Animal Farm is yet another of those books you love to have read as opposed to loved reading. Orwell, as we all know, was a socialist, but what few people realize is that he was, first and foremost, a humanist. He refused to accept that any ideology, not even his beloved collectivism, was more important than the individuals it was to guide.
So when Stalinism took root in the Soviet Union, complete with all its excesses and de-personing of opposition, this avowed socialist became, ironically, the perfect spokesperson for the CIA. Both 1984 and Animal Farm are, essentially anti-communist books that warn of the dangers of totalitarian collectivism. They have since been used to attack the left and other populist demagogues by anyone with half a brain (those without brains sometime think it can be used to attack capitalist ideals, unaware that they are talking about two different things).
So the CIA commissioned a film of Animal Farm…
While I’m not the right person to ask whether this is good propaganda or bad, I am eminently qualified to talk about the story and how it makes a viewer (or reader) feel. In this case, you feel like crap, because you just know how things will end as soon as a socialist utopia is mooted (utopias of any kind always end the same way, of course). You read the book because you want to understand the arguments and understand the Twentieth Century… but why watch a cartoon of this depressing stuff. Hell, if you want to be unhappy watch this one.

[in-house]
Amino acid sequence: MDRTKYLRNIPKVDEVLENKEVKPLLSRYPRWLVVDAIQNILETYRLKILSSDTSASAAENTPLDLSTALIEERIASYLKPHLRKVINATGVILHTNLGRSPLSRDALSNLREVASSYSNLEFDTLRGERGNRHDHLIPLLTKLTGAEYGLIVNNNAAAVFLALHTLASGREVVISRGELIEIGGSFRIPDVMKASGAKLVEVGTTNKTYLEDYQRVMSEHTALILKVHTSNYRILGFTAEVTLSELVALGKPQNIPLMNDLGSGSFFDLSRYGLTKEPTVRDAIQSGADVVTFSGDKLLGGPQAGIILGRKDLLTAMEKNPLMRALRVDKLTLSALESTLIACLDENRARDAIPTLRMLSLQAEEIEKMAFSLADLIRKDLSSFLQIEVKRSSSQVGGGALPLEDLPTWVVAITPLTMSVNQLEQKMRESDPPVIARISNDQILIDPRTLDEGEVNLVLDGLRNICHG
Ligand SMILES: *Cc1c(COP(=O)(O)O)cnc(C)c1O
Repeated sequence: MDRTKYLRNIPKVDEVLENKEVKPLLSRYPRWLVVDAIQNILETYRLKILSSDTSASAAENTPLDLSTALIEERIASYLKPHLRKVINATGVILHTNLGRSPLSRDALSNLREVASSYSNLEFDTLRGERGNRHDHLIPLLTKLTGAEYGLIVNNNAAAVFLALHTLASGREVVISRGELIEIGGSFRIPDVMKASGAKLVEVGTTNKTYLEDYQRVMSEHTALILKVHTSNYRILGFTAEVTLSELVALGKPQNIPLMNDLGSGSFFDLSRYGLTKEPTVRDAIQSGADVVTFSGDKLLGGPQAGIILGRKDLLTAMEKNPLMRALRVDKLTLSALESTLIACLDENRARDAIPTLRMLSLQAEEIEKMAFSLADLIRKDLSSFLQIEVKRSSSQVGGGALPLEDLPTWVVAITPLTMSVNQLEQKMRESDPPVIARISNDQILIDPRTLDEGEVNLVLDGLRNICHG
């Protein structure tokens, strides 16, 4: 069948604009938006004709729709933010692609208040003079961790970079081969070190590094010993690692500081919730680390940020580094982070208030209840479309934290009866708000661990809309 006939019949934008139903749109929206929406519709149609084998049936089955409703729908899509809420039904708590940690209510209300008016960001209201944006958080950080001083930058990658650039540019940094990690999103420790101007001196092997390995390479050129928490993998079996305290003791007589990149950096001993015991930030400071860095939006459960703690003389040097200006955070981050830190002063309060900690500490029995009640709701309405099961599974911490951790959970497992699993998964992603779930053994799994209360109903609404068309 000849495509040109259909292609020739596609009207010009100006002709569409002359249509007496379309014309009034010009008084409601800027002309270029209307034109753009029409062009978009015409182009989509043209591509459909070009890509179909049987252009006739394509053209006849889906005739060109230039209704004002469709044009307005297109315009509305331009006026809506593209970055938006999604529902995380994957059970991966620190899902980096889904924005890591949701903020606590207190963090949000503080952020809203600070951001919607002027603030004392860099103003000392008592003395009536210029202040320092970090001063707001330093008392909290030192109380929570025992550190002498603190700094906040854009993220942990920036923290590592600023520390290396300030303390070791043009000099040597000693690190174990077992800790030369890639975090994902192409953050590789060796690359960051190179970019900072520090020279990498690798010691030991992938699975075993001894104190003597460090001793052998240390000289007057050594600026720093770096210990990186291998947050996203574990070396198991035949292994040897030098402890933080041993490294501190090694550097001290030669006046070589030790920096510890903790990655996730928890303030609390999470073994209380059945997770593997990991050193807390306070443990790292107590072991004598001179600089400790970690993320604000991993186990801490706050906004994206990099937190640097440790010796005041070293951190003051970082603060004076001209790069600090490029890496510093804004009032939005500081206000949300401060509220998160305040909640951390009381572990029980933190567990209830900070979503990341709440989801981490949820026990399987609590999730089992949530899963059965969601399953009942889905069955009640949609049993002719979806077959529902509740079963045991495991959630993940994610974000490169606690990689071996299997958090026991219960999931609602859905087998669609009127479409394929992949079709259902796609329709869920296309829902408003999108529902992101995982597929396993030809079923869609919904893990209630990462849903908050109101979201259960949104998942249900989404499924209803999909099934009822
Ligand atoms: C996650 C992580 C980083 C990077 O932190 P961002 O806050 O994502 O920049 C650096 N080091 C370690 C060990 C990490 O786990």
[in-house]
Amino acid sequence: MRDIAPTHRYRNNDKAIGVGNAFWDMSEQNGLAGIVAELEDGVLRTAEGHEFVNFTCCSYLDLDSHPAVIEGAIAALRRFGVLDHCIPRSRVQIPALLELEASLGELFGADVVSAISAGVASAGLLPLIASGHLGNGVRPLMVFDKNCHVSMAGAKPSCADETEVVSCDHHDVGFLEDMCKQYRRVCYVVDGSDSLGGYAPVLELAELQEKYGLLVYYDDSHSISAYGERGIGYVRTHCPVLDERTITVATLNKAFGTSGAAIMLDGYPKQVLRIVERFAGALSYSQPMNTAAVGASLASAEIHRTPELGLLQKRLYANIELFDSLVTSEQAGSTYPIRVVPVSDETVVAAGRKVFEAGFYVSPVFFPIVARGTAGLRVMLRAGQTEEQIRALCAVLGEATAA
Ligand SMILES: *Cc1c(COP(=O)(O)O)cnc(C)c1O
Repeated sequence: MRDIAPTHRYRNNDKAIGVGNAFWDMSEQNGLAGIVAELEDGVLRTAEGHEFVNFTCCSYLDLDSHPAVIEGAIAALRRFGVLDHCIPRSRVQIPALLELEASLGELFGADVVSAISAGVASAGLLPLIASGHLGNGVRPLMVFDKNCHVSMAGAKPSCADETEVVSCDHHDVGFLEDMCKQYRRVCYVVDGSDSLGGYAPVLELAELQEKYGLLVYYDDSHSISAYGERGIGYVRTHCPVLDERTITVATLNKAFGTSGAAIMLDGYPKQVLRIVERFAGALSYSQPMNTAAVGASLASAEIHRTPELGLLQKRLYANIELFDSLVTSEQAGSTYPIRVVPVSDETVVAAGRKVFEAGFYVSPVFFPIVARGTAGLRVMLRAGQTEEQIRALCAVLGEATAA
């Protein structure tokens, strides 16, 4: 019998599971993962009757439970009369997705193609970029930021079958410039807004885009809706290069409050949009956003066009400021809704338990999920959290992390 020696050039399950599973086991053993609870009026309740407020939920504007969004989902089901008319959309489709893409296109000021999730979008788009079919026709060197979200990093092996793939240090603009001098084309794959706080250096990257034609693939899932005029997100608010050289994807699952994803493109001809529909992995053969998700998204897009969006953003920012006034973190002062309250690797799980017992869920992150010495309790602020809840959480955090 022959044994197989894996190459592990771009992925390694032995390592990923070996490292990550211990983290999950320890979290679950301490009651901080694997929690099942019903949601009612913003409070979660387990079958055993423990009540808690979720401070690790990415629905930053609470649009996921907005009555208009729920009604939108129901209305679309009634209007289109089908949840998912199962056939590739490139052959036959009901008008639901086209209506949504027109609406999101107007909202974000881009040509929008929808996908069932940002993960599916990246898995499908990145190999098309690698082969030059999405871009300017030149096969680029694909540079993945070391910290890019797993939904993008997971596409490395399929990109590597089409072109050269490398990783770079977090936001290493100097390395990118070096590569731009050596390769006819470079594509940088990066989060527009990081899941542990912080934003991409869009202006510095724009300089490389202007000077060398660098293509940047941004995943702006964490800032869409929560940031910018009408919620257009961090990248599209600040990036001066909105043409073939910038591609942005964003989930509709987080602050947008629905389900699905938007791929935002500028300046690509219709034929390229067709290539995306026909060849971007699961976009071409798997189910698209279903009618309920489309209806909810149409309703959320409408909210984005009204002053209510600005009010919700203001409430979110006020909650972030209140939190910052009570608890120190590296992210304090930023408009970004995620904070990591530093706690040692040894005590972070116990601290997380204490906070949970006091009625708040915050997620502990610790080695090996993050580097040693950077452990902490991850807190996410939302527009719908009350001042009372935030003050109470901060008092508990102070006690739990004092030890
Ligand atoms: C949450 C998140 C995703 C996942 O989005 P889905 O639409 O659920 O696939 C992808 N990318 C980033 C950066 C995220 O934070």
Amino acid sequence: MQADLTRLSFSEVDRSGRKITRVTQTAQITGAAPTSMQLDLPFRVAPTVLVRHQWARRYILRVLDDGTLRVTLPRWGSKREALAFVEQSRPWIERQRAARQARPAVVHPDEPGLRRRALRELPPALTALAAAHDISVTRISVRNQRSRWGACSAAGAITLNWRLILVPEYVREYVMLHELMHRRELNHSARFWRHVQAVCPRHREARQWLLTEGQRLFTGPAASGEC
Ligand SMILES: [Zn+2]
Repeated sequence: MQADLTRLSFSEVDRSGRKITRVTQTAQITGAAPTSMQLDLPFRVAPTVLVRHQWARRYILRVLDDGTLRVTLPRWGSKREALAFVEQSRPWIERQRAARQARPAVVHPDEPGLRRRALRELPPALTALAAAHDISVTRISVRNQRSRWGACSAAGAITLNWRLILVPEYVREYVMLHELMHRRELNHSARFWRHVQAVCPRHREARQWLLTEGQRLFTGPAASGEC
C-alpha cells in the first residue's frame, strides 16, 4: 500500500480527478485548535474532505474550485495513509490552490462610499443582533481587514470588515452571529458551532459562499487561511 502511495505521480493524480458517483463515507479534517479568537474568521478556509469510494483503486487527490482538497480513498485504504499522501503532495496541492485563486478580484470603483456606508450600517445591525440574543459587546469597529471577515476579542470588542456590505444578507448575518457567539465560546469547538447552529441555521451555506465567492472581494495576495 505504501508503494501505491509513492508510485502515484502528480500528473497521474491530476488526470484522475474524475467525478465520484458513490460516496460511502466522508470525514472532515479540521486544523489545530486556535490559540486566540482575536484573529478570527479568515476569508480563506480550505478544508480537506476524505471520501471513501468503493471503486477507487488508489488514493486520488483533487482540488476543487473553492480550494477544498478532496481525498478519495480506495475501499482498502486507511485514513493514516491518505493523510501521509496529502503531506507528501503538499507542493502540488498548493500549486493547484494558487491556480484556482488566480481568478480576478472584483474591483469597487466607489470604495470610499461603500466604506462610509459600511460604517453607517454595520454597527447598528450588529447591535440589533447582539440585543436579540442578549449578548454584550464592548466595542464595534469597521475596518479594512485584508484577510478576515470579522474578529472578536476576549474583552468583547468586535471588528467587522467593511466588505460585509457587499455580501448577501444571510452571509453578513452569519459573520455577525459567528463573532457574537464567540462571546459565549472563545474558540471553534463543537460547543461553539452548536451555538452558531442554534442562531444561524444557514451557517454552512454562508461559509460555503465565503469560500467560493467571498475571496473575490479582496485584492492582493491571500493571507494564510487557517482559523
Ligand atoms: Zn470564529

I can just imagine some poor parent, delighted with Disney’s offerings, taking their kids to see this little gem. It’s a wonder movie houses weren’t burned down by irate fathers (or their bawling children).
Of course, literate audiences will notice the major change in the film, which turns this into extremely obvious propaganda: in the end, the animals rise up against the rule of the pigs… which is very much NOT the message that Orwell delivered in his own book.
Taking the film by itself, it’s an unfortunate thing that would never have been made if not for political expediencies of the age. We should put it in the same category as things like Trimph des Willens (although this one is a masterpiece of filmmaking, Animal Farm is not), which is probably why it made the 1001 films list.
Gustavo Bondoni is a novelist and short story writer whose passion is to extrapolate current trends and see which paths, hopeful and dangerous, they will eventually lead us down. A sterling example of this is his science fiction novel Outside, which will disturb anyone who lives in modern society. You can check it out here.